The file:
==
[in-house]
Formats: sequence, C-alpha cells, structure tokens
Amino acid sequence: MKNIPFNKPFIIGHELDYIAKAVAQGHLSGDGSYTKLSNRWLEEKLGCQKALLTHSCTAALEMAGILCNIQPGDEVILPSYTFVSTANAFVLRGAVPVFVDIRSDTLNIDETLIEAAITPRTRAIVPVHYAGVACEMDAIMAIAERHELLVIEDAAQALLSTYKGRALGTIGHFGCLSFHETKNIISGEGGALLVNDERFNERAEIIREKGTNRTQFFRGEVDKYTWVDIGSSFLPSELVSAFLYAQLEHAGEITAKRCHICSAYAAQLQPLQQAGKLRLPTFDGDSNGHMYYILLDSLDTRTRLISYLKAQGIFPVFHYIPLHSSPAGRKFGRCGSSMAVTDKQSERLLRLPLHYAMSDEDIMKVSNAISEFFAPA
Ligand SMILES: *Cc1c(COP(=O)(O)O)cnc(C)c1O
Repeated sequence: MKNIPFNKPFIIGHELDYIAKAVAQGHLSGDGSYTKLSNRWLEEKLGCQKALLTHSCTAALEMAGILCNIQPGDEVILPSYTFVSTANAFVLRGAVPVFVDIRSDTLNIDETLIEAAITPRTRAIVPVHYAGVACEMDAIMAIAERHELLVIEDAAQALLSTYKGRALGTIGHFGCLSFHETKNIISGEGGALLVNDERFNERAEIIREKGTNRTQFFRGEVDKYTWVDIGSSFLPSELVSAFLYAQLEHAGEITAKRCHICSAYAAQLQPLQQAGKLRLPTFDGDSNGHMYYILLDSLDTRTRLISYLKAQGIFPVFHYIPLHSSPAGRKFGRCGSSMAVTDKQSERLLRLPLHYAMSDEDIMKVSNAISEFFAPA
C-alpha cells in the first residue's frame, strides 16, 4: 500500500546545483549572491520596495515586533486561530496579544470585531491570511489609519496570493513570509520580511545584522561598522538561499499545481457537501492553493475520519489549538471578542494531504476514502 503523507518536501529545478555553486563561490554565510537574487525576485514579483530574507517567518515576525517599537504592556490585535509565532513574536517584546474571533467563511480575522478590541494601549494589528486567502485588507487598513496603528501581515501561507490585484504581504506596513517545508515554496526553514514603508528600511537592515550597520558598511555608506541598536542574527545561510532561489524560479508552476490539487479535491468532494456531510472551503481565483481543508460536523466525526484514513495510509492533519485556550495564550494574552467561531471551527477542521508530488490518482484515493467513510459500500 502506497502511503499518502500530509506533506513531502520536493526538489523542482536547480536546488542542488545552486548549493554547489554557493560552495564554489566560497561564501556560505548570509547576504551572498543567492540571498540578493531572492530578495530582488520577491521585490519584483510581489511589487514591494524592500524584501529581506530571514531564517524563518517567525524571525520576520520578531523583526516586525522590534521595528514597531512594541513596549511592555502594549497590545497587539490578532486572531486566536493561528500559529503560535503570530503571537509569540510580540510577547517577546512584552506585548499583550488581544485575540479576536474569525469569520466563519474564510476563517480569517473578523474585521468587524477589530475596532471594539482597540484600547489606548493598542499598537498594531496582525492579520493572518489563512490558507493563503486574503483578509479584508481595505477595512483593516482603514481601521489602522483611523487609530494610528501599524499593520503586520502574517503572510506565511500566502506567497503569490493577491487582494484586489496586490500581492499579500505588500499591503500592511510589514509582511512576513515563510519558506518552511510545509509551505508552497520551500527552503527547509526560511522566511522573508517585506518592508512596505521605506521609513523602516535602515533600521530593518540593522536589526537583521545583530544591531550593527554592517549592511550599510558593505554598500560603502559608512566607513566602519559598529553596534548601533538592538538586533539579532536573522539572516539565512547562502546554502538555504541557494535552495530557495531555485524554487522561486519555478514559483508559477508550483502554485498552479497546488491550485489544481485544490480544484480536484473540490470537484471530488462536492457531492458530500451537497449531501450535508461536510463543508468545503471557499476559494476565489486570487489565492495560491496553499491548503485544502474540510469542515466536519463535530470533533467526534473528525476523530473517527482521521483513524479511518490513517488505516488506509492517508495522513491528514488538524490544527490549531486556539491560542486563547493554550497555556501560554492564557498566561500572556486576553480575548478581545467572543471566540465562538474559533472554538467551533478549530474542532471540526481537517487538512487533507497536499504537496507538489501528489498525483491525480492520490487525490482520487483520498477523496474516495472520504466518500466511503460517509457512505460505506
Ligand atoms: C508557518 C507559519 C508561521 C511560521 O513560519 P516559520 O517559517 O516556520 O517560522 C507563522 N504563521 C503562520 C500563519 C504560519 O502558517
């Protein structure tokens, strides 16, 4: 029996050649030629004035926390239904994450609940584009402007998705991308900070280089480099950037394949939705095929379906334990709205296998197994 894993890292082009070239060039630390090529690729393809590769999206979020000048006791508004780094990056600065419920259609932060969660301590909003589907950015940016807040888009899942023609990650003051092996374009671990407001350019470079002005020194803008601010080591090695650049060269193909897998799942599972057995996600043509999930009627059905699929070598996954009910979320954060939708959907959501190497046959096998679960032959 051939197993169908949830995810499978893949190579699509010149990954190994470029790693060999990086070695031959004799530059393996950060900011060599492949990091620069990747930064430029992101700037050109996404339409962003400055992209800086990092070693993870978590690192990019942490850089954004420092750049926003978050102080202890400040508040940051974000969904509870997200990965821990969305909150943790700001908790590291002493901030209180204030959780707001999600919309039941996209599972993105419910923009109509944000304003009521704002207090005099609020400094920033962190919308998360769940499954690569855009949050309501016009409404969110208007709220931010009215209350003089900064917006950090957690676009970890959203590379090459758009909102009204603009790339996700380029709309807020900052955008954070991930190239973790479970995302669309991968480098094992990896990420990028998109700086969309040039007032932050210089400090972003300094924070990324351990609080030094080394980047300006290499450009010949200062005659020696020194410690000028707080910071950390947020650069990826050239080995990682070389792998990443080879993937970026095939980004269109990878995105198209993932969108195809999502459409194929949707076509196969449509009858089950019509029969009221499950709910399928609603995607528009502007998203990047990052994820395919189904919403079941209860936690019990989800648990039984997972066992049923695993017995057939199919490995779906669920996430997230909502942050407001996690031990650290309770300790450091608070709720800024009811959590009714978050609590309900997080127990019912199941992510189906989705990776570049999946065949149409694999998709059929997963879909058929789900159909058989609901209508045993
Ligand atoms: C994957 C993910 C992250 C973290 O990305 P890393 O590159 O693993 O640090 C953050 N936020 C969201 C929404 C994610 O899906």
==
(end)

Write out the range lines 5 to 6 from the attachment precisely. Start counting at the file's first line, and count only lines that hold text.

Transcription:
Repeated sequence: MKNIPFNKPFIIGHELDYIAKAVAQGHLSGDGSYTKLSNRWLEEKLGCQKALLTHSCTAALEMAGILCNIQPGDEVILPSYTFVSTANAFVLRGAVPVFVDIRSDTLNIDETLIEAAITPRTRAIVPVHYAGVACEMDAIMAIAERHELLVIEDAAQALLSTYKGRALGTIGHFGCLSFHETKNIISGEGGALLVNDERFNERAEIIREKGTNRTQFFRGEVDKYTWVDIGSSFLPSELVSAFLYAQLEHAGEITAKRCHICSAYAAQLQPLQQAGKLRLPTFDGDSNGHMYYILLDSLDTRTRLISYLKAQGIFPVFHYIPLHSSPAGRKFGRCGSSMAVTDKQSERLLRLPLHYAMSDEDIMKVSNAISEFFAPA
C-alpha cells in the first residue's frame, strides 16, 4: 500500500546545483549572491520596495515586533486561530496579544470585531491570511489609519496570493513570509520580511545584522561598522538561499499545481457537501492553493475520519489549538471578542494531504476514502 503523507518536501529545478555553486563561490554565510537574487525576485514579483530574507517567518515576525517599537504592556490585535509565532513574536517584546474571533467563511480575522478590541494601549494589528486567502485588507487598513496603528501581515501561507490585484504581504506596513517545508515554496526553514514603508528600511537592515550597520558598511555608506541598536542574527545561510532561489524560479508552476490539487479535491468532494456531510472551503481565483481543508460536523466525526484514513495510509492533519485556550495564550494574552467561531471551527477542521508530488490518482484515493467513510459500500 502506497502511503499518502500530509506533506513531502520536493526538489523542482536547480536546488542542488545552486548549493554547489554557493560552495564554489566560497561564501556560505548570509547576504551572498543567492540571498540578493531572492530578495530582488520577491521585490519584483510581489511589487514591494524592500524584501529581506530571514531564517524563518517567525524571525520576520520578531523583526516586525522590534521595528514597531512594541513596549511592555502594549497590545497587539490578532486572531486566536493561528500559529503560535503570530503571537509569540510580540510577547517577546512584552506585548499583550488581544485575540479576536474569525469569520466563519474564510476563517480569517473578523474585521468587524477589530475596532471594539482597540484600547489606548493598542499598537498594531496582525492579520493572518489563512490558507493563503486574503483578509479584508481595505477595512483593516482603514481601521489602522483611523487609530494610528501599524499593520503586520502574517503572510506565511500566502506567497503569490493577491487582494484586489496586490500581492499579500505588500499591503500592511510589514509582511512576513515563510519558506518552511510545509509551505508552497520551500527552503527547509526560511522566511522573508517585506518592508512596505521605506521609513523602516535602515533600521530593518540593522536589526537583521545583530544591531550593527554592517549592511550599510558593505554598500560603502559608512566607513566602519559598529553596534548601533538592538538586533539579532536573522539572516539565512547562502546554502538555504541557494535552495530557495531555485524554487522561486519555478514559483508559477508550483502554485498552479497546488491550485489544481485544490480544484480536484473540490470537484471530488462536492457531492458530500451537497449531501450535508461536510463543508468545503471557499476559494476565489486570487489565492495560491496553499491548503485544502474540510469542515466536519463535530470533533467526534473528525476523530473517527482521521483513524479511518490513517488505516488506509492517508495522513491528514488538524490544527490549531486556539491560542486563547493554550497555556501560554492564557498566561500572556486576553480575548478581545467572543471566540465562538474559533472554538467551533478549530474542532471540526481537517487538512487533507497536499504537496507538489501528489498525483491525480492520490487525490482520487483520498477523496474516495472520504466518500466511503460517509457512505460505506